Last month (yes, it’s December now!) we brought to you our first library crawl. But since there are a lot of libraries at UC Berkeley (in case you didn’t know), one crawl simply wasn’t enough. In this crawl, we bring to you Morrison, Bancroft and the Law Library. We hope this helps in finding a place to (pretend to) study during RRR Week, and we wish you the very best of luck on your finals.
Note: the Law Library is not open to undergraduates during Finals period.
Morrison Library – Eunice Choi
- A quietness that isn’t intimidating like Main Stacks but instead allows people to fully focus on their reading/work.
A nice view of Morrison.
- Extremely comfortable, squishy couches and seats of various kinds that make reading a read more »
So what do you do for a 4-hour flight going halfway across the country? Some flights offer Wi-Fi, the panacea for boredom, but if you’re like us, you don’t want to pay $5 because you simply cannot admit you’re that addicted to Wi-Fi. So we’ll offer some of the things we do…feel free to chime in on the comments:
A very nice picture of an airplane.
- Blogging (apparently the altitude or something is great for blogging)
- Reading (no pesky texts, emails, social networks to distract you)
- Podcasts (Personal favorite: Intelligence Squared from NPR)
- Talk to the people around you…we haven’t tried this very often
- Sleep…although, some of us just can’t sleep on flights
- Eat all the peanuts!
- Catch up on email (they won’t get sent, but you can’t use more incoming email as an excuse for not responding to things you already should have)
Image source: Kuster and Wildhaber Photography under Creative Commons
It’s no secret that sometimes we elect leaders that are just kind of … well … out there. And by out there, we mean WAY out there. Like everything they say can and will be used against them in an SNL skit. So how does this happen? How do we end up with representatives that don’t really represent the population?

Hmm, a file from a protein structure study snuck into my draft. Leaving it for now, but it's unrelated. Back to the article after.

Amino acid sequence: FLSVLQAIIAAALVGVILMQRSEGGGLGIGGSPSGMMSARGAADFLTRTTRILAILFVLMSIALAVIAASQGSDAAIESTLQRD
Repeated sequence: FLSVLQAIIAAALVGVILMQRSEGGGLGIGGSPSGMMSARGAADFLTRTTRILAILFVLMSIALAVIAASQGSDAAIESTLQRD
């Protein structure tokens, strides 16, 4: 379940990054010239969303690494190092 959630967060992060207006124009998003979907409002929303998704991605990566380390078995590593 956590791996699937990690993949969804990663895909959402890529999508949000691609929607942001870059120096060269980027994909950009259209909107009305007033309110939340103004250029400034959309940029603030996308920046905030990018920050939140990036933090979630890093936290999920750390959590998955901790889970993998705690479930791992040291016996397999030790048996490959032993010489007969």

Unlike aliens, radical politicians are actually from Earth
Well, first off, we as a people need to accept responsibility for electing these people. We have nobody to blame but ourselves. But, you might contend, we picked the lesser of the two evils in the general election. That may be, but that means you enabled a radical to emerge from the primary contest. And that is why this ultimately boils down to a question of voter turnout, and involvement.
Nobody denies that America has a voter turnout problem, and this problem is most visible at the primary levels, in which only the most partisan voters vote. Let us take the example of this year’s Republican primary contest. Governor Mitt Romney had to travel very far off to the right, going so far as to call himself “severely conservative”, in order to satisfy the partisans that vote in the Republican primaries. Then he had to swim back to the center during the general election in order to have a chance to win. All the while without making it look like he was switching positions. This is a symptom of our problem: pragmatic, middle of the line candidates cannot survive primary contests.